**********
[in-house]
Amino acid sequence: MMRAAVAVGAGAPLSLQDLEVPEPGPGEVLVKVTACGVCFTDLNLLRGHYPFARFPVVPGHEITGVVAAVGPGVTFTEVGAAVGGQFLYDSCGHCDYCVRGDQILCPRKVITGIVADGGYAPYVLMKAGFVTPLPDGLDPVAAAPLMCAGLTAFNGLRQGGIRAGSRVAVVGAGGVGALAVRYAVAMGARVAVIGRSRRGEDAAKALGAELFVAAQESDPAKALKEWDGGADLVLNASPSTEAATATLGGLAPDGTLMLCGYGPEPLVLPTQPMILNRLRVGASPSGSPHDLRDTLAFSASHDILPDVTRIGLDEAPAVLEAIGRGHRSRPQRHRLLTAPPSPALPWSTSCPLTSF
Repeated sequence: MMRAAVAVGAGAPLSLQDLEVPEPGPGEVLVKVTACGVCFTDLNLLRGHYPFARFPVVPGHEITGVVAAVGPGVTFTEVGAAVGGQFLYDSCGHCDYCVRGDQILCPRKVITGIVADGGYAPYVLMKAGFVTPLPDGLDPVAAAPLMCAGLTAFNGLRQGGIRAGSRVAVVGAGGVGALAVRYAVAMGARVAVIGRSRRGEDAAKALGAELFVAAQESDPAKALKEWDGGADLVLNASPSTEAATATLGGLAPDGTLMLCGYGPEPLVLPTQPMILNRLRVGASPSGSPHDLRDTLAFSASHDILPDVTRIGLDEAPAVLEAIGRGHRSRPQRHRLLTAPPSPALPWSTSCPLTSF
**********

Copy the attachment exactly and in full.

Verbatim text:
[in-house]
Amino acid sequence: MMRAAVAVGAGAPLSLQDLEVPEPGPGEVLVKVTACGVCFTDLNLLRGHYPFARFPVVPGHEITGVVAAVGPGVTFTEVGAAVGGQFLYDSCGHCDYCVRGDQILCPRKVITGIVADGGYAPYVLMKAGFVTPLPDGLDPVAAAPLMCAGLTAFNGLRQGGIRAGSRVAVVGAGGVGALAVRYAVAMGARVAVIGRSRRGEDAAKALGAELFVAAQESDPAKALKEWDGGADLVLNASPSTEAATATLGGLAPDGTLMLCGYGPEPLVLPTQPMILNRLRVGASPSGSPHDLRDTLAFSASHDILPDVTRIGLDEAPAVLEAIGRGHRSRPQRHRLLTAPPSPALPWSTSCPLTSF
Repeated sequence: MMRAAVAVGAGAPLSLQDLEVPEPGPGEVLVKVTACGVCFTDLNLLRGHYPFARFPVVPGHEITGVVAAVGPGVTFTEVGAAVGGQFLYDSCGHCDYCVRGDQILCPRKVITGIVADGGYAPYVLMKAGFVTPLPDGLDPVAAAPLMCAGLTAFNGLRQGGIRAGSRVAVVGAGGVGALAVRYAVAMGARVAVIGRSRRGEDAAKALGAELFVAAQESDPAKALKEWDGGADLVLNASPSTEAATATLGGLAPDGTLMLCGYGPEPLVLPTQPMILNRLRVGASPSGSPHDLRDTLAFSASHDILPDVTRIGLDEAPAVLEAIGRGHRSRPQRHRLLTAPPSPALPWSTSCPLTSF